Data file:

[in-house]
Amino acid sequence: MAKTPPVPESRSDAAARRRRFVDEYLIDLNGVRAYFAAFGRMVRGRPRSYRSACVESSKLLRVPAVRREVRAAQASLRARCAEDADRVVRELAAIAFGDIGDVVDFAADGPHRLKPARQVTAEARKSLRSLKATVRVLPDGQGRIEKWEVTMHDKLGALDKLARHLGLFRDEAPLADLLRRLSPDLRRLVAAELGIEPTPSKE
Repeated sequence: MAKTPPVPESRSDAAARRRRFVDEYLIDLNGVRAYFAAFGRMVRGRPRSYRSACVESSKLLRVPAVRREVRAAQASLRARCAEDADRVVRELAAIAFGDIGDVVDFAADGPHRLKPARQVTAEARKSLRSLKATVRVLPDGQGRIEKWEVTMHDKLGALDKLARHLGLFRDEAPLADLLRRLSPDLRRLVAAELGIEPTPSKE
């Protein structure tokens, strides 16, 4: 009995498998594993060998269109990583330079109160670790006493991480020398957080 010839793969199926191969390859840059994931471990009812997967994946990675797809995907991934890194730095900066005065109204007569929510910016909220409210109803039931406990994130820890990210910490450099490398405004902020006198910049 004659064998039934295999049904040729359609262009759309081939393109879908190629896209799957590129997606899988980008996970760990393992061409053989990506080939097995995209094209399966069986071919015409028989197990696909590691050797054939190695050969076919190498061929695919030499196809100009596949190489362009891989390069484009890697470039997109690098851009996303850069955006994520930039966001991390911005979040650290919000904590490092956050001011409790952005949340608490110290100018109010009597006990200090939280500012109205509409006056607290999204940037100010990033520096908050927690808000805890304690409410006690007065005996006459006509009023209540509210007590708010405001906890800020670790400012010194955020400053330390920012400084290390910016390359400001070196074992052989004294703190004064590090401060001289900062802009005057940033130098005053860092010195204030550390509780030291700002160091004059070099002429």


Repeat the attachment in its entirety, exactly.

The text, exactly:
[in-house]
Amino acid sequence: MAKTPPVPESRSDAAARRRRFVDEYLIDLNGVRAYFAAFGRMVRGRPRSYRSACVESSKLLRVPAVRREVRAAQASLRARCAEDADRVVRELAAIAFGDIGDVVDFAADGPHRLKPARQVTAEARKSLRSLKATVRVLPDGQGRIEKWEVTMHDKLGALDKLARHLGLFRDEAPLADLLRRLSPDLRRLVAAELGIEPTPSKE
Repeated sequence: MAKTPPVPESRSDAAARRRRFVDEYLIDLNGVRAYFAAFGRMVRGRPRSYRSACVESSKLLRVPAVRREVRAAQASLRARCAEDADRVVRELAAIAFGDIGDVVDFAADGPHRLKPARQVTAEARKSLRSLKATVRVLPDGQGRIEKWEVTMHDKLGALDKLARHLGLFRDEAPLADLLRRLSPDLRRLVAAELGIEPTPSKE
């Protein structure tokens, strides 16, 4: 009995498998594993060998269109990583330079109160670790006493991480020398957080 010839793969199926191969390859840059994931471990009812997967994946990675797809995907991934890194730095900066005065109204007569929510910016909220409210109803039931406990994130820890990210910490450099490398405004902020006198910049 004659064998039934295999049904040729359609262009759309081939393109879908190629896209799957590129997606899988980008996970760990393992061409053989990506080939097995995209094209399966069986071919015409028989197990696909590691050797054939190695050969076919190498061929695919030499196809100009596949190489362009891989390069484009890697470039997109690098851009996303850069955006994520930039966001991390911005979040650290919000904590490092956050001011409790952005949340608490110290100018109010009597006990200090939280500012109205509409006056607290999204940037100010990033520096908050927690808000805890304690409410006690007065005996006459006509009023209540509210007590708010405001906890800020670790400012010194955020400053330390920012400084290390910016390359400001070196074992052989004294703190004064590090401060001289900062802009005057940033130098005053860092010195204030550390509780030291700002160091004059070099002429």